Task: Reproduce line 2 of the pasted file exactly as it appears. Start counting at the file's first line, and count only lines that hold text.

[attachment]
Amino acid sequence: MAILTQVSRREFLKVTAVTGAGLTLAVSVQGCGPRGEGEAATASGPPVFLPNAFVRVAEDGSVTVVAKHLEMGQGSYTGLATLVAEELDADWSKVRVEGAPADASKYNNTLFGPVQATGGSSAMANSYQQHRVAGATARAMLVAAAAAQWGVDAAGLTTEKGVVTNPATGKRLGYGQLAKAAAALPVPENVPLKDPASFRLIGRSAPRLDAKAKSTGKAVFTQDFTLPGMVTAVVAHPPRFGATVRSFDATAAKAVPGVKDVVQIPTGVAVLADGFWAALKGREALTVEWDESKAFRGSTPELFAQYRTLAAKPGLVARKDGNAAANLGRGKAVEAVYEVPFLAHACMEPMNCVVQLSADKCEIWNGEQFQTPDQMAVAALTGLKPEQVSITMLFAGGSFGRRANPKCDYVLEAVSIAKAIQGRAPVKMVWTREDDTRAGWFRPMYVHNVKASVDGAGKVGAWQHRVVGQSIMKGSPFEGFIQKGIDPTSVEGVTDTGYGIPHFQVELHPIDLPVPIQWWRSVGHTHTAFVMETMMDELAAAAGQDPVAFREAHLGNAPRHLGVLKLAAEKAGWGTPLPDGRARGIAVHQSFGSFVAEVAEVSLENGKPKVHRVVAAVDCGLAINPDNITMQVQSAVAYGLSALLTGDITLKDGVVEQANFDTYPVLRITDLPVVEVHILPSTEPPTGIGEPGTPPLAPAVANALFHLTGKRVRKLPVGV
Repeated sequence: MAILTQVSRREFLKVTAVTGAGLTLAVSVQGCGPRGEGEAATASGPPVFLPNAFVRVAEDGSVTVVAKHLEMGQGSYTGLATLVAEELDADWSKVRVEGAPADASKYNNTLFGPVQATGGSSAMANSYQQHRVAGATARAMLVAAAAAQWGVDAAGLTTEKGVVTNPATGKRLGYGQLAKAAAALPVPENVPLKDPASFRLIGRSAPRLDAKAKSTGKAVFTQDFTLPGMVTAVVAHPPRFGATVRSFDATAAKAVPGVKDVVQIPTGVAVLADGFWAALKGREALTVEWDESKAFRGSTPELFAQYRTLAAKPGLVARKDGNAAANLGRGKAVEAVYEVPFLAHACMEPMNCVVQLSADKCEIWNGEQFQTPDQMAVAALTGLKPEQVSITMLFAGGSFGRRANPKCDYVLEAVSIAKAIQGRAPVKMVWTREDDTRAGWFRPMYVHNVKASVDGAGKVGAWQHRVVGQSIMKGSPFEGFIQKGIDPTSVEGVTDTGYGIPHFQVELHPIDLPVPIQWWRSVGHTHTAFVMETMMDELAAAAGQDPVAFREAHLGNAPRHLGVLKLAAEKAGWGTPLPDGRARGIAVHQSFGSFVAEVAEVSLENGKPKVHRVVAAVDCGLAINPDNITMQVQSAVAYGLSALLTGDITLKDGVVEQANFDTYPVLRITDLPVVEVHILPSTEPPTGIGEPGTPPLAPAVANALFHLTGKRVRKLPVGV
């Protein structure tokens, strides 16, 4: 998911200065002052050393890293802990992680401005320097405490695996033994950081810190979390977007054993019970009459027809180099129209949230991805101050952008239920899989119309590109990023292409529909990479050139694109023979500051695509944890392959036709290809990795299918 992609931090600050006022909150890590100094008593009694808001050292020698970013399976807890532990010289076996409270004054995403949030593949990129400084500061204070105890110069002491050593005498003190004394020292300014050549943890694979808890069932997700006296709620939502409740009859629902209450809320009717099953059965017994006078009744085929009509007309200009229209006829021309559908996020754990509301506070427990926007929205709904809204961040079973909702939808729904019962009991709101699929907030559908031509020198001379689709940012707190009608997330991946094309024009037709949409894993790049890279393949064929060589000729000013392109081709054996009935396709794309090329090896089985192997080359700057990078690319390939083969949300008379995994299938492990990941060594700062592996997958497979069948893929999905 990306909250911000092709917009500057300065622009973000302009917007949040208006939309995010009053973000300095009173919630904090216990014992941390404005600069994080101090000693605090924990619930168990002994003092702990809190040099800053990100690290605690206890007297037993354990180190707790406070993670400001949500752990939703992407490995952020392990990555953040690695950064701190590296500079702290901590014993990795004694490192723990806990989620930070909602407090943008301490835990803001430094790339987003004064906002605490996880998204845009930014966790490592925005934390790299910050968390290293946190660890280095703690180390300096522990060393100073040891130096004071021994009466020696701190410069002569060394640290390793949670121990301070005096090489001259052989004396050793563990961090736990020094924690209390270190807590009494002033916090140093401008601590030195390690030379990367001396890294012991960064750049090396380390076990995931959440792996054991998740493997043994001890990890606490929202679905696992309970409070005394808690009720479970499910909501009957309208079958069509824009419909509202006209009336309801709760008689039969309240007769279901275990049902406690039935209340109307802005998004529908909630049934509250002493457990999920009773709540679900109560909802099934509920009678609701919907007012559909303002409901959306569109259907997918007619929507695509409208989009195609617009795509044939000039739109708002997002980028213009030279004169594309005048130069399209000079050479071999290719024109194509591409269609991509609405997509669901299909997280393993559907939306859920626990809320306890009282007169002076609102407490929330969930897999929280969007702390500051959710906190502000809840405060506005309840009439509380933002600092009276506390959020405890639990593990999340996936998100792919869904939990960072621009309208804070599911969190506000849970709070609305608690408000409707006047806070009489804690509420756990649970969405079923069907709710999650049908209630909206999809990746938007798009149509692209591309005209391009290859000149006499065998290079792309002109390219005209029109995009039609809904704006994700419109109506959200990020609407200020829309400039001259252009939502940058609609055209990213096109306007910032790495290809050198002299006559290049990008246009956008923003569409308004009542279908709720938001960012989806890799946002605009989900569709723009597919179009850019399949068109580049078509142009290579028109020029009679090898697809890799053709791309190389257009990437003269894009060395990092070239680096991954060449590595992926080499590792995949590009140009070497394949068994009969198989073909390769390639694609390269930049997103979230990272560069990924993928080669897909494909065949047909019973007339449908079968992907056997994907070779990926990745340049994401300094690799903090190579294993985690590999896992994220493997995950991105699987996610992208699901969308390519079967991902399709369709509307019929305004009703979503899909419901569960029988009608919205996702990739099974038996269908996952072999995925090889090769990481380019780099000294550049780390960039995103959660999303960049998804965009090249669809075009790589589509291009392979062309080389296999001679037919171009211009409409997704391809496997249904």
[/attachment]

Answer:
Repeated sequence: MAILTQVSRREFLKVTAVTGAGLTLAVSVQGCGPRGEGEAATASGPPVFLPNAFVRVAEDGSVTVVAKHLEMGQGSYTGLATLVAEELDADWSKVRVEGAPADASKYNNTLFGPVQATGGSSAMANSYQQHRVAGATARAMLVAAAAAQWGVDAAGLTTEKGVVTNPATGKRLGYGQLAKAAAALPVPENVPLKDPASFRLIGRSAPRLDAKAKSTGKAVFTQDFTLPGMVTAVVAHPPRFGATVRSFDATAAKAVPGVKDVVQIPTGVAVLADGFWAALKGREALTVEWDESKAFRGSTPELFAQYRTLAAKPGLVARKDGNAAANLGRGKAVEAVYEVPFLAHACMEPMNCVVQLSADKCEIWNGEQFQTPDQMAVAALTGLKPEQVSITMLFAGGSFGRRANPKCDYVLEAVSIAKAIQGRAPVKMVWTREDDTRAGWFRPMYVHNVKASVDGAGKVGAWQHRVVGQSIMKGSPFEGFIQKGIDPTSVEGVTDTGYGIPHFQVELHPIDLPVPIQWWRSVGHTHTAFVMETMMDELAAAAGQDPVAFREAHLGNAPRHLGVLKLAAEKAGWGTPLPDGRARGIAVHQSFGSFVAEVAEVSLENGKPKVHRVVAAVDCGLAINPDNITMQVQSAVAYGLSALLTGDITLKDGVVEQANFDTYPVLRITDLPVVEVHILPSTEPPTGIGEPGTPPLAPAVANALFHLTGKRVRKLPVGV